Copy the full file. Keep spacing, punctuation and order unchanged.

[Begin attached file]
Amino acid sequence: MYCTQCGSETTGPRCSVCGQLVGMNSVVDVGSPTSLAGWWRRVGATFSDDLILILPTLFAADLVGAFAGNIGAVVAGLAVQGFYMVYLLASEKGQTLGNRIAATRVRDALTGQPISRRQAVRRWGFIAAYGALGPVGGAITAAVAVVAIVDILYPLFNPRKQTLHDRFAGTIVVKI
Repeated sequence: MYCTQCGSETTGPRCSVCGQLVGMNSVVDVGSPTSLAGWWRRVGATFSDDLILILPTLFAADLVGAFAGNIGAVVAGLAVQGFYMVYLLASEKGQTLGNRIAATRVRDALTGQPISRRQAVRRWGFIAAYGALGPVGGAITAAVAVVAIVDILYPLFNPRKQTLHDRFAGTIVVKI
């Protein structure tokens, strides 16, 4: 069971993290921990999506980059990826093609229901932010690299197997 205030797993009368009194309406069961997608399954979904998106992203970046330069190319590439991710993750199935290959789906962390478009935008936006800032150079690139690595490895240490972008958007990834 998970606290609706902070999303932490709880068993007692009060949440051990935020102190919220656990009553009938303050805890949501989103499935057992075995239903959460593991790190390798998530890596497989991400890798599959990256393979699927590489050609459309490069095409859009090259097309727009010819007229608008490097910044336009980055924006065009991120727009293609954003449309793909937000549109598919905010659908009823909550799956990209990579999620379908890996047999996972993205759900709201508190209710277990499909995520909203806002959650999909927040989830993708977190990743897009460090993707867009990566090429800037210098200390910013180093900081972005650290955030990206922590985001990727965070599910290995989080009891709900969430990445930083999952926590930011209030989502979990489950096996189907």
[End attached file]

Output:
Amino acid sequence: MYCTQCGSETTGPRCSVCGQLVGMNSVVDVGSPTSLAGWWRRVGATFSDDLILILPTLFAADLVGAFAGNIGAVVAGLAVQGFYMVYLLASEKGQTLGNRIAATRVRDALTGQPISRRQAVRRWGFIAAYGALGPVGGAITAAVAVVAIVDILYPLFNPRKQTLHDRFAGTIVVKI
Repeated sequence: MYCTQCGSETTGPRCSVCGQLVGMNSVVDVGSPTSLAGWWRRVGATFSDDLILILPTLFAADLVGAFAGNIGAVVAGLAVQGFYMVYLLASEKGQTLGNRIAATRVRDALTGQPISRRQAVRRWGFIAAYGALGPVGGAITAAVAVVAIVDILYPLFNPRKQTLHDRFAGTIVVKI
């Protein structure tokens, strides 16, 4: 069971993290921990999506980059990826093609229901932010690299197997 205030797993009368009194309406069961997608399954979904998106992203970046330069190319590439991710993750199935290959789906962390478009935008936006800032150079690139690595490895240490972008958007990834 998970606290609706902070999303932490709880068993007692009060949440051990935020102190919220656990009553009938303050805890949501989103499935057992075995239903959460593991790190390798998530890596497989991400890798599959990256393979699927590489050609459309490069095409859009090259097309727009010819007229608008490097910044336009980055924006065009991120727009293609954003449309793909937000549109598919905010659908009823909550799956990209990579999620379908890996047999996972993205759900709201508190209710277990499909995520909203806002959650999909927040989830993708977190990743897009460090993707867009990566090429800037210098200390910013180093900081972005650290955030990206922590985001990727965070599910290995989080009891709900969430990445930083999952926590930011209030989502979990489950096996189907």